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Black swan: Rare bird making waves as residents wonder where it came from
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Black swan: Rare bird making waves as residents wonder where it came from

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TICHIGAN — A rare black swan that could be wandering far from home has got people all aflutter this summer on Tichigan Lake.

Black swan on Tichigan Lake

A black swan is shown on the water at Tichigan Lake north of Waterford, where area residents and visitors have enjoyed speculating this summer on where the rare bird came from.

The large waterbird, native only to Australia, has startled boaters and others on Tichigan Lake by taking up residence and mingling with other birds in western Racine County.

It looks much like the white-colored swans that populate Wisconsin lakes and ponds, especially with its long curved neck. But the black feathers and bright red beak set this waterfowl apart from the crowd in ways that are impossible to miss.

Black swan pictured with white swan on Tichigan Lake in Racine County

A black swan swims alongside a white swan on Tichigan Lake, as a state conservation biologist speculates that the rare black swan landed in Racine County because he "found a friend." 

No one knows for certain where he — or she — came from.

“It’s such an oddity,” said resident Carrie Lapow, who spotted the black swan this week while boating on the lake just north of Waterford.

Describing the bird as “gorgeous” and “majestic,” Lapow said she recognized it as a black swan because she has seen those birds on previous visits to New Zealand. Other people locally have mistaken it for a goose, she said.

“It’s something that people don’t see too often,” she said. “I don’t know if anybody’s ever seen one around here.”

Black swan on Tichigan Lake facing to the left

Although black swans are native only to Australia, a state conservation biologist says this one, shown on Tichigan Lake in Racine County, could choose to stay as long as there is food and water available.

Once fully grown, the black swan can present a wing span of up to 6 feet wide.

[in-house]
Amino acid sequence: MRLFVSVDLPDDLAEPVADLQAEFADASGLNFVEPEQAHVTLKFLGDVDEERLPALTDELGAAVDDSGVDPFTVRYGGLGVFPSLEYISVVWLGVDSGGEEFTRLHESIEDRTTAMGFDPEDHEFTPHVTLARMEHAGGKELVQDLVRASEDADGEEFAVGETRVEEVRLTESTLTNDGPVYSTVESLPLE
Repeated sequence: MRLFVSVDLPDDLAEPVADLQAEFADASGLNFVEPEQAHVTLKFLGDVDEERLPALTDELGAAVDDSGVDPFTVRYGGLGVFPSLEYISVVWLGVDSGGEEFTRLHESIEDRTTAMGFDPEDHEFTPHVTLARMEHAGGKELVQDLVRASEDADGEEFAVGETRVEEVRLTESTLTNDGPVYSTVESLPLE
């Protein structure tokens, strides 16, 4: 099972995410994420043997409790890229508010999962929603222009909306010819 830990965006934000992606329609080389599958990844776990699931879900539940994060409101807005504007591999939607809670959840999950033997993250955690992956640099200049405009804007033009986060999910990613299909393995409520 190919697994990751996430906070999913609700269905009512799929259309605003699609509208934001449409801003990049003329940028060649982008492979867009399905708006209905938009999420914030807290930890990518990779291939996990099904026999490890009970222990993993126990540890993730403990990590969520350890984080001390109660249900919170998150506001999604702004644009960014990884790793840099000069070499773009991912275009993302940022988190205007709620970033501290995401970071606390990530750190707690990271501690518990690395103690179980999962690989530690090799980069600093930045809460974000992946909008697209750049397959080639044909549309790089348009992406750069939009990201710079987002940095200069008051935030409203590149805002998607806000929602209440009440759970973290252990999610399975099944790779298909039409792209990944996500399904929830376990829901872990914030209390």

A biologist for the Wisconsin Department of Natural Reserves agreed that black swans in Wisconsin are unusual — but not unprecedented.

Ryan Brady, a conservation biologist with the state, said he recalls previous reported sightings in recent years near Milwaukee and Madison.

“They’re cool-looking birds,” he said. “It’s rare to see one.”

Brady speculated that the Tichigan Lake visitor was someone’s house pet or perhaps was a zoo inhabitant that somehow got loose. It is far less likely, he said, that the bird flew here from Australia or even from Florida, where a small population has been established.

Wherever it came from, the bird probably picked Tichigan Lake as its new home because of the presence of white swans or other birds.

“It found a friend,” he said.

Since the sightings began a few weeks ago, Tichigan Lake’s newest resident has become a local celebrity. Photographs and eyewitness accounts have generated numerous responses on Facebook.

“Absolutely beautiful,” one person wrote.

“Very cool,” said another.

A recent study has found that the sounds of nature can reduce stress, improve mood and enhance cognitive performance. The researchers say that listening to birdsong and the sound of falling rain can have a range of health benefits. As traffic has declined during quarantine, many people have connected with soundscapes in a whole new way, noticing the relaxing sounds of birds singing just outside their window, Dr. Rachel Buxton, Carleton University. The study found that the sound of running water can boost positive emotions, while birdsong can help reduce stress. This reinforces the idea that exploring nature can benefit both a person's physical and mental health. The experts say that more research is needed on how natural soundscapes can affect people’s health.

Belinda Abendschein, another area resident, said it is common to find loons, pelicans, eagles and other impressive creatures on the water. But in more than 25 years of living near the lake, Abendschein said she has never seen a black swan.

People are having fun this summer swapping stories about the bird and offering guesses as to where it came from, she said.

“This is one that’s really got people excited,” she said.

Brady said the unusual bird could make Tichigan Lake a long-term home, even during winter. As long as there is food and water available, the bird might find no reason to leave, he said.

Megan Corey, a lifelong lake resident, said she is not convinced that the black swan did not come from Florida or from even farther away. Considering how climate change is affecting normal animal migration patterns, she said, anything is possible.

“Why not here?” she said.

And although she is enjoying seeing the rare bird during kayak outings on Tichigan Lake, Corey hopes the creature has a safe and pleasant journey ahead, regardless of where he goes next.

“I feel kind of bad, if he’s feeling lost or confused,” she said. “I hope he does what he wants to do.”

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